Every care home in England should screen for diabetes to help detect the “masses” of undiagnosed residents with the condition, according to a set of wide-sweeping recommendations. The call comes on the back of the full publication of the first-ever, England-wide Care Home Diabetes Audit, with social care managers and NHS professionals also urged to improve lines of communication. The recommendations are a follow up to the initial results of the study, led by the Institute of Diabetes for Older People (IDOP) and the ABCD(Association of British Clinical Diabetologists), which were published last autumn.
The audit seeks to identify quality standards that can be picked up by the Care Quality Commission (CQC) to be used for assessment of the quality of diabetes care being delivered in care home settings.
The recommendations, which have addressed the findings of the study, have also been issued as a direct call to every care home to improve standards. They include:
- Patients who self-medicate should be monitored and their ability to self-medicate should be assessed at regular intervals, and if there is a change in their circumstances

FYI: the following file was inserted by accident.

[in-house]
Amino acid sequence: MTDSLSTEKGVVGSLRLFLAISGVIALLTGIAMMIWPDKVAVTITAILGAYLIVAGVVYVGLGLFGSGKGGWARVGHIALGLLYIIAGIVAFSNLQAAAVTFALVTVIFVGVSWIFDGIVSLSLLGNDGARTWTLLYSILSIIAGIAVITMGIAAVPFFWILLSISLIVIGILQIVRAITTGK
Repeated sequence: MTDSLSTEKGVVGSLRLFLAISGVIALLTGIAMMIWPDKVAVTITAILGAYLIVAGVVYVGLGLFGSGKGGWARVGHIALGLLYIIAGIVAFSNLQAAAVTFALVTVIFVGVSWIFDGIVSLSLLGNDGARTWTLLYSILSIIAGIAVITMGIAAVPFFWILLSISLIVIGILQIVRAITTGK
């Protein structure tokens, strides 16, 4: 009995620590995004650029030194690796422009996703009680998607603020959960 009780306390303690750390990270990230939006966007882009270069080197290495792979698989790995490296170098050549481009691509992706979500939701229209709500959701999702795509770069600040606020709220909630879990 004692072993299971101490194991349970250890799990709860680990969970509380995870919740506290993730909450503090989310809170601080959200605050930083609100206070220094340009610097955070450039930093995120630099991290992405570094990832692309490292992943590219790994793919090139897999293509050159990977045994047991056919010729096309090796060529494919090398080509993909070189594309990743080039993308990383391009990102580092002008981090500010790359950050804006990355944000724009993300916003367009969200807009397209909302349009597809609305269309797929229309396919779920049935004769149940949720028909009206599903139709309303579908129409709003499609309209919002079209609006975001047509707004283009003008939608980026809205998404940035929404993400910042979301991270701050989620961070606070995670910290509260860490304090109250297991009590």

- Care homes should establish good communication with primary care, liaising with GPs and community teams to ensure annual reviews and other scheduled checks take place and inform care practice
- All care homes should be aware of the good clinical practice guidelines for care home residents with diabetes and should base their care and policies on the guidelines as far as possible
- Care homes should have a screening for diabetes policy at admission to a care home and at intervals thereafter
- All care homes should have a fully-stocked hypoglycaemia kit
- All care homes should employ a diabetes foot evaluation scheme (risk stratification)
- All care homes should provide opportunities for care staff to participate in diabetes educational and training programmes
The study undertaken in 2012/13 found more than 60 per cent of the 2,043 premises surveyed did not have a designated member of staff with responsibility for diabetes management. It also revealed a third of residents (35.17 per cent) did not know about the signs and symptoms of hypoglycaemia – a complication of diabetes, which can result in hospital admission due to a coma if left untreated. More than 35 per cent of homes did not have a written policy for managing hypoglycaemia.
However, the recommendations also call for care homes to have a policy on the management of hypoglycaemia and to ensure all staff members have the skill and training to deliver care according to the policy.
Source: Care Industry News
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BBC Science's article "What is Diabetes" gives an informative insight into the condition.